For Indian investors, equities have been gaining popularity as an investment avenue due to lack of attractive returns from fixed-income investments such as fixed deposits and the rest. So in the hunt for increased returns, investors have been recently flocking towards stocks and mutual funds.
But there are other avenues such as index funds and exchange-traded funds. Investors often get confused regarding these terminologies and this can hamper their decisions regarding where to invest. So in this article, we’ll understand what mutual funds, index funds, and exchange traded funds are? And what are the differences between the three.
What are Mutual funds?
A mutual fund is a pool of money managed by a professional fund manager. It is a trust that collects money from a number of investors who share a common investment objective and invests the same in equities, bonds, money market instruments and/or other securities. And the income / gains generated from this collective investment is distributed proportionately amongst the investors after deducting applicable expenses and levies, by calculating a scheme’s “Net Asset Value” or NAV. Simply put, the money pooled in by a large number of investors is what makes up a Mutual Fund.
What are Index funds?
Index Funds are passive mutual funds that mimic popular market indices. The Fund Manager doesn’t play an active role in selecting industries and stocks to build the fund’s portfolio but simply invests in all the stocks that make up the index to be followed. The weightage of the stocks in the fund closely matches the weightage of each of the stock in the index. This is passive investment i.e. the fund manager simply copies the Index while building the fund’s portfolio and tries to maintain the portfolio in sync with its index at all times.
If the weight of a stock within the index changes, the fund manager must buy or sell units of the stock to have its weight in the portfolio aligned to that of the index. While passive management is easier to follow, the fund doesn’t always produce the same returns as that of the index due to tracking error.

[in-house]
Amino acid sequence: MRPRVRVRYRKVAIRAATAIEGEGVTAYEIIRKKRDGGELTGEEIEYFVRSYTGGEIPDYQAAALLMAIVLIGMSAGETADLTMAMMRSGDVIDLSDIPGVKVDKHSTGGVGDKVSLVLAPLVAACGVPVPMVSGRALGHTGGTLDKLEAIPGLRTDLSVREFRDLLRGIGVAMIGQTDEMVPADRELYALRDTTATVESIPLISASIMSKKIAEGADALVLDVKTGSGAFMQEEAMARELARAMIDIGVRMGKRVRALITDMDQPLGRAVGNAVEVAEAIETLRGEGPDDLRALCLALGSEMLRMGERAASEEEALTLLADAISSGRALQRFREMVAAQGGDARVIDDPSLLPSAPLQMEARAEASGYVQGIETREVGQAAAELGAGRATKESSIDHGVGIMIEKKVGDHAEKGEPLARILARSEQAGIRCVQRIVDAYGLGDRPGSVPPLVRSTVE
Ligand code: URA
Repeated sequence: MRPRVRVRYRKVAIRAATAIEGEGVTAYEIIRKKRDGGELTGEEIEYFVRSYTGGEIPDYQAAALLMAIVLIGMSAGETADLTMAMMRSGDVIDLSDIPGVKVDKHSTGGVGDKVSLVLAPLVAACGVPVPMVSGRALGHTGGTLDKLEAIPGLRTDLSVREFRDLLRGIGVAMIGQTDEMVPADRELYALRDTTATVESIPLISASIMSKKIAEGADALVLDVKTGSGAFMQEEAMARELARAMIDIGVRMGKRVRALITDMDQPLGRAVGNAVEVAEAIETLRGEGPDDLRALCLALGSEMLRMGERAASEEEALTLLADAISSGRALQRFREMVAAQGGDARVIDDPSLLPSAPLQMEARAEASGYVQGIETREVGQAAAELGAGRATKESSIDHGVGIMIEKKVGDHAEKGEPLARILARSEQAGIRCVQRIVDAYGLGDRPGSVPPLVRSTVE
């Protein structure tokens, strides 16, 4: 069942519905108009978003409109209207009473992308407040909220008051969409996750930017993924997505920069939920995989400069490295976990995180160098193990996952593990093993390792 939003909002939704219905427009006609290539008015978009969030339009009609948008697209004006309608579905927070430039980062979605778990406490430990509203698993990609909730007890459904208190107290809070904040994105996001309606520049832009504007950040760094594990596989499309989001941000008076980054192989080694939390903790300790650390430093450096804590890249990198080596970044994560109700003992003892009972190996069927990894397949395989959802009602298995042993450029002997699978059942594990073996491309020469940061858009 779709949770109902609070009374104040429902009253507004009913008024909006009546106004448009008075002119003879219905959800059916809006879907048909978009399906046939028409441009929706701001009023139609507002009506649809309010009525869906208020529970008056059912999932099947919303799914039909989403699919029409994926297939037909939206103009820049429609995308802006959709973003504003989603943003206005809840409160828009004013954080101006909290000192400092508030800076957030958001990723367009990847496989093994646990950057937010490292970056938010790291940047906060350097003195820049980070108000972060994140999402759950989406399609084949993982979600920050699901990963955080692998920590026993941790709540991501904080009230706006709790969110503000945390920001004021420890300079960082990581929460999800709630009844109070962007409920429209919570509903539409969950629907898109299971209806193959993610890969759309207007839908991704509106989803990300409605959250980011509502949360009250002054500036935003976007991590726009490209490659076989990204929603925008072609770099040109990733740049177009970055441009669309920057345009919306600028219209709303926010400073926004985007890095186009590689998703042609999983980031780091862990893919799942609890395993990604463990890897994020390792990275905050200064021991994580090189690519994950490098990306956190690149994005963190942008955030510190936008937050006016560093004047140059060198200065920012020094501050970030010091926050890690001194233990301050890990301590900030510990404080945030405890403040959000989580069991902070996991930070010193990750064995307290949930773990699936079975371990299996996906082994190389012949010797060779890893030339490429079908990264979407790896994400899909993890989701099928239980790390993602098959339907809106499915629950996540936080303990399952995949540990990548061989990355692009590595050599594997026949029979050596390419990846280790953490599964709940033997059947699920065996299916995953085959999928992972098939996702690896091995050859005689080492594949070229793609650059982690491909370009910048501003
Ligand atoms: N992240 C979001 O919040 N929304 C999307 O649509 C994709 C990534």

What are Exchange Traded Funds (ETFs)?
Think of ETFs as buckets that hold a collection of securities, like stocks and bonds. Because ETFs are made up of these multiple assets, they provide investors instant diversification. When an investor purchases a share of an ETF, their money is spread across different investments. This differs from stocks where you buy shares of just a single company.
ETFs typically mimic a market index like the S&P 500. Since ETF performance is usually based on an index — meaning they follow the ups and downs of said index — most are passively managed investments and thus likely have lower fees than mutual funds. Mutual funds, on the other hand, want to beat the market’s performance and are thus managed by a fund manager, who’s actively choosing the investments.
What are the differences between Mutual Funds vs Index Funds vs ETFs?
Index funds are a type of mutual fund. Mutual funds and ETFs both allow you to buy a diversified mix of investments, but they’re structured differently.
Mutual fund shares are usually priced once a day based on the value of their underlying assets minus liabilities. Investors buy and sell without knowing precisely what the share price will be, since that’s calculated after they place their orders with the mutual fund company. ETFs, or exchange-traded funds, by contrast, trade throughout the day on stock exchanges and can be worth more or less than the underlying investments, depending on demand.
Most mutual funds are actively managed. That means the underlying investments may frequently change as the fund manager tries to “beat the market” and get a better return than a market index or benchmark such as the Standard & Poor’s 500. All that trading increases a fund’s costs and usually doesn’t result in a higher return.
By contrast, index mutual funds just try to match the market benchmark. This is known as passive management. Lesser trading leads to lower costs and typically better returns.
Most ETFs are passively managed and have even lower costs than typical index mutual funds. ETFs are the investment of choice for robo-advisors, which offer automated investment management, but they also can be an inexpensive way for individuals to invest. Also, ETFs don’t have the investment minimums that can sometimes be a barrier to start investment with mutual funds
Investing without having proper knowledge can be disastrous. Since the differences between the three investment avenues have been discussed, investors can now make their decisions regarding where to invest. Given the increasing popularity of these investment avenues, known these subtle distinctions becomes important for investors, without which they may invest their hard-earned money in wrong places. To avoid this situation, you must educate yourself.